NPM 3: Maine & Beyond

YARN’s National Poetry Month project “Crossing Country Line by Line” continues with this poetry chain started by award-winning poet Gibson Fay-LeBlanc in Maine.

Map of Maine - Image courtesy of Geographicus Rare Antique Maps (Wikimedia Commons)



Gibson Fay-LeBlanc (Maine)

Going Home So My Dog Can Die

The great lake spoke a name
I thought was mine
and inside certain homes
on certain blocks I was known
for being some of who
I was and am.
The concrete of Chicago
has not yet given way
to water, which I know
from the snow globes
full of these scenes
inside my bones.
But I need to go home
so my old mutt can lay
his black head down inside
a house I never knew
I’d know inside the snow
falling on Maine, my home
away from home
falling inside my bones.

Anna Ross (Massachusetts)

Evening Song

Just as venus sharpening
its red eye to a crescent proved
once more to Galileo
that we and Rome
aren’t central to all there is
to know and be known
by, so you’ll be my reflection—
your skull’s soft curve
once fitted to my palm
now grown to turn
and face me. This
is certain, that there is no
certainty. The blue globe
of your eye wide now
takes in more tide
than ocean’s light lets linger, so
we’ll start here
to clothe ourselves in orbit—
each setting forth
a contract to return.

Joan Naviyuk Kane (Alaska)

In Long Light

The sooty night a backdrop
for a slip of rowan trees,
swans in migration, and
beneath the ice
in its interminable thaw
streams improbable
but assuredly there—
these things contained,
not trapped by the world.
What I mean to say is,
I am not sure I will ever
become the person
I had hoped, or forgive
myself the inaccuracy
of estimation. Blaming
the glare of the sun
is one thing. It’s another
to be held (but not bound)
through the long fermata
of dusk, its promised repetition.

dg nanouk okpik (New Mexico)

In Cholla’s Fire

Cholla people continue
to host me on Pueblo land.
I’d rather be a ptarmigan
roving the steaming tundra,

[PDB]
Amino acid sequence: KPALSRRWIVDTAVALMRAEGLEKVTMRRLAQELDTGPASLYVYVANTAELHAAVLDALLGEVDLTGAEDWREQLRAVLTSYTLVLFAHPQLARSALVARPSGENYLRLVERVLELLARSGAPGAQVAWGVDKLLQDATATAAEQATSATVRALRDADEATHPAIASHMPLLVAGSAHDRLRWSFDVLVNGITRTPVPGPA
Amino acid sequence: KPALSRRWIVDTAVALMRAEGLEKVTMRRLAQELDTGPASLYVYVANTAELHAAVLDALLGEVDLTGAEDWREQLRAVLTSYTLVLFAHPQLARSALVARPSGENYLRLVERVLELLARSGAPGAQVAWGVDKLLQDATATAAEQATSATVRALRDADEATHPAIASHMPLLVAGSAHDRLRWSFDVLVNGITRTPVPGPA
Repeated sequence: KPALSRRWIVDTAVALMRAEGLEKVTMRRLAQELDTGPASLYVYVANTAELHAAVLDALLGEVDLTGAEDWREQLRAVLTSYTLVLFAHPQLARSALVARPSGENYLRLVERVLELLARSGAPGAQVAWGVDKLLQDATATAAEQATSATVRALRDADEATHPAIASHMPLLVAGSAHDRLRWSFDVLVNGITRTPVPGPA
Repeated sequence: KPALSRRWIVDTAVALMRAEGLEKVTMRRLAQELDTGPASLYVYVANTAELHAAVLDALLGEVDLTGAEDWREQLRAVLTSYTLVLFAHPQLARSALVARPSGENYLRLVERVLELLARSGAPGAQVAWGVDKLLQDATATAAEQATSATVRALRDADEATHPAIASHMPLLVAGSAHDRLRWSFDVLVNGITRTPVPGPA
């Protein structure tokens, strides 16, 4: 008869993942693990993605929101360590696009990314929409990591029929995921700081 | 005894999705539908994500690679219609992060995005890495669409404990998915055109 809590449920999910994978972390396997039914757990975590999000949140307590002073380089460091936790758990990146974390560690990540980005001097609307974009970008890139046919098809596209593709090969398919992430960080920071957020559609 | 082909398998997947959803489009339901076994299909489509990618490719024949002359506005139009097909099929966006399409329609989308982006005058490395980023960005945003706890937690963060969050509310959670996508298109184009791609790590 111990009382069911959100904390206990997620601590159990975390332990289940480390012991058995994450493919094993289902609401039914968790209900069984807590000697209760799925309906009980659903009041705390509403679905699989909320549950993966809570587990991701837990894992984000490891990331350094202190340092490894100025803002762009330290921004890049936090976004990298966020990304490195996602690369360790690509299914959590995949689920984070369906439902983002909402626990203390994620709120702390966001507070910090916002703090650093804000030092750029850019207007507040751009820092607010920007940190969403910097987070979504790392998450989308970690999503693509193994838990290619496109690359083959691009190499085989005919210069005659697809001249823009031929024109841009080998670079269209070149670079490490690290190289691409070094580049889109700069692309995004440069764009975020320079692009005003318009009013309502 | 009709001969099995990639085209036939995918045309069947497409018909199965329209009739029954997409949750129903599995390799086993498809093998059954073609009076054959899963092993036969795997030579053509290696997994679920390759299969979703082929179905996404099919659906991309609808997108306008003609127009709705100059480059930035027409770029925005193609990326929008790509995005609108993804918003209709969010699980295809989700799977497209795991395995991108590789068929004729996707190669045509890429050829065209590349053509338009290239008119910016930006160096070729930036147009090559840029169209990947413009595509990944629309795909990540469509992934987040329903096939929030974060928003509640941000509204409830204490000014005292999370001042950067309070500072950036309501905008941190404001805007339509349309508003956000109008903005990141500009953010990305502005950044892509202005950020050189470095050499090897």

but I’m not. Santa Fe, NM called
me to come. It really doesn’t
bother me the wolf repopulation
steps with four paws by vote.
We know the land will allow it.
My peace is with a relic
situated amongst purple
sunsets as the sun goes
down, down, my sunrises,
are the Pueblo peoples
songs. Coming into light
just as the meager water
runs by rain, rain.
Only the ancestors can
bring us wind they say:
          Some people have their minds
          with water, some keep the garden
          by hand, more keep the fire going and going.

Photo by Derek Davis (cropped by YARN)

Gibson Fay-LeBlanc‘s first collection of poems, “Death of a Ventriloquist,” was chosen by Lisa Russ Spaar for the Vassar Miller Prize and published in 2012. His poems have appeared in magazines including Guernica, The New Republic, and Tin House. In 2011 he was named one of Maine’s “emerging leaders” by the Portland Press Herald and Maine Today Media for his work directing The Telling Room, where he still occasionally teaches writing. He is the Poetry Editor of Maine Magazine and is at work on a novel.



Anna Ross’s chapbook, “Hawk Weather,” won the 2008 New Women’s Voices Prize from Finishing Line Press and the 2009 Jean Pedrick Chapbook Award from the New England Poetry Club. Her poetry has appeared or is forthcoming in journals such as The Paris Review, The New Republic, Southwest Review, AGNI Online, Salamander, and Barrow Street, and has twice been nominated for a Pushcart Prize. In 2010, she was awarded a poetry grant by the Massachusetts Cultural Council. She is Poet in Residence at Stonehill College, and is contributing poetry editor for Guernica: A Magazine of Art & Politics.

Joan Kane is Inupiaq. She earned her bachelor’s degree from Harvard College and her M.F.A. from Columbia University and is the author of a book of poems, “The Cormorant Hunter’s Wife,” for which she received a 2009 Whiting Writers’ Award, and a play, “The Gilded,” which was commissioned and produced by the Anchorage Museum in 2009. Her recent honors include a National Native Creative Development grant, a Rasmuson Foundation Individual Artist Award, and a Fellowship from the Alaska State Council on the Arts and the Alaska Arts and Cultures Foundation. Along with her husband and sons, she lives in Anchorage, Alaska.


dg nanouk okpik is an Alaskan Native, Inupiat–Inuit from the arctic slope.  Her family resides in Barrow, Alaska.  Okpik graduated with AFA in 2004 and a BFA in Creative Writing with honors in 2005 at the Institute of American Indian Arts in Santa Fe, New Mexico. In 2003, she received the Truman Capote Literary Trust Award.  Okpik graduated with her MFA in Creative Writing at Stonecoast College, University of Southern Maine in Portland in January 2010.  “Effigies,” her first chapbook, by Salt Publishing UK, is an anthology from the Pacific Rim was released in April 2009.  Okpik has also been published in University of Arizona, Red Ink, New York University, Washington Square, and “Ahani Indigenous Writers Anthology” by the Oregon Literary Council and Many Mountains Moving  Journal, Poet Lore, American Poet Journal of the  Academy of American, in an emerging poet article by Arthur Sze., and most recently in “Sing and Indigenous,” an anthology edited by Allison Adelle Hedge Coke.  Okpik’s first full-length book will be released in Fall of 2012 by University of Arizona Press. dg nanouk okpik is employed at Santa Fe Indian School in Santa Fe, New Mexico.

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